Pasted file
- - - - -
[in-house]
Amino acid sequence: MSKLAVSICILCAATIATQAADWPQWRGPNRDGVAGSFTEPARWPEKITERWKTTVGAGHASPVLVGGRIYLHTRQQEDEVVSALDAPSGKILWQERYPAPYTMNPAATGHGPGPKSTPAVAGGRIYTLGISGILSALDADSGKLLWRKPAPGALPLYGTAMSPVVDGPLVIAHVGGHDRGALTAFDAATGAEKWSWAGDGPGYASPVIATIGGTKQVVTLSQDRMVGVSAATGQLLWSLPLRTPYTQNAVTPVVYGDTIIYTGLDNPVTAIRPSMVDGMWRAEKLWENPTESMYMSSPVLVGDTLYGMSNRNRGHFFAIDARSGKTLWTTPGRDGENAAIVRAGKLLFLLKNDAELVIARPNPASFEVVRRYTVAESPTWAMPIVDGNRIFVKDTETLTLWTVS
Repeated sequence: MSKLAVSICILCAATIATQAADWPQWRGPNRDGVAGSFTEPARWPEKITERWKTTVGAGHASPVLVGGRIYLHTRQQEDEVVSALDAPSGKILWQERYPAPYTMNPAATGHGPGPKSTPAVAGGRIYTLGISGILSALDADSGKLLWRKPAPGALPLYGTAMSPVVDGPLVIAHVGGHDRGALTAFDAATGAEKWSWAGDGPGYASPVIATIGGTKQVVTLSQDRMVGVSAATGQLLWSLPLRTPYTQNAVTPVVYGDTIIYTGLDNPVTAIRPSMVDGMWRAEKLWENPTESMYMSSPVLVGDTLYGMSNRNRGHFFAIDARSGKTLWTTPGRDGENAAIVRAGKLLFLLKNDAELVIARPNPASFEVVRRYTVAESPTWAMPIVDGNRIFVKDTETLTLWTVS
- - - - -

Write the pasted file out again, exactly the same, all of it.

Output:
[in-house]
Amino acid sequence: MSKLAVSICILCAATIATQAADWPQWRGPNRDGVAGSFTEPARWPEKITERWKTTVGAGHASPVLVGGRIYLHTRQQEDEVVSALDAPSGKILWQERYPAPYTMNPAATGHGPGPKSTPAVAGGRIYTLGISGILSALDADSGKLLWRKPAPGALPLYGTAMSPVVDGPLVIAHVGGHDRGALTAFDAATGAEKWSWAGDGPGYASPVIATIGGTKQVVTLSQDRMVGVSAATGQLLWSLPLRTPYTQNAVTPVVYGDTIIYTGLDNPVTAIRPSMVDGMWRAEKLWENPTESMYMSSPVLVGDTLYGMSNRNRGHFFAIDARSGKTLWTTPGRDGENAAIVRAGKLLFLLKNDAELVIARPNPASFEVVRRYTVAESPTWAMPIVDGNRIFVKDTETLTLWTVS
Repeated sequence: MSKLAVSICILCAATIATQAADWPQWRGPNRDGVAGSFTEPARWPEKITERWKTTVGAGHASPVLVGGRIYLHTRQQEDEVVSALDAPSGKILWQERYPAPYTMNPAATGHGPGPKSTPAVAGGRIYTLGISGILSALDADSGKLLWRKPAPGALPLYGTAMSPVVDGPLVIAHVGGHDRGALTAFDAATGAEKWSWAGDGPGYASPVIATIGGTKQVVTLSQDRMVGVSAATGQLLWSLPLRTPYTQNAVTPVVYGDTIIYTGLDNPVTAIRPSMVDGMWRAEKLWENPTESMYMSSPVLVGDTLYGMSNRNRGHFFAIDARSGKTLWTTPGRDGENAAIVRAGKLLFLLKNDAELVIARPNPASFEVVRRYTVAESPTWAMPIVDGNRIFVKDTETLTLWTVS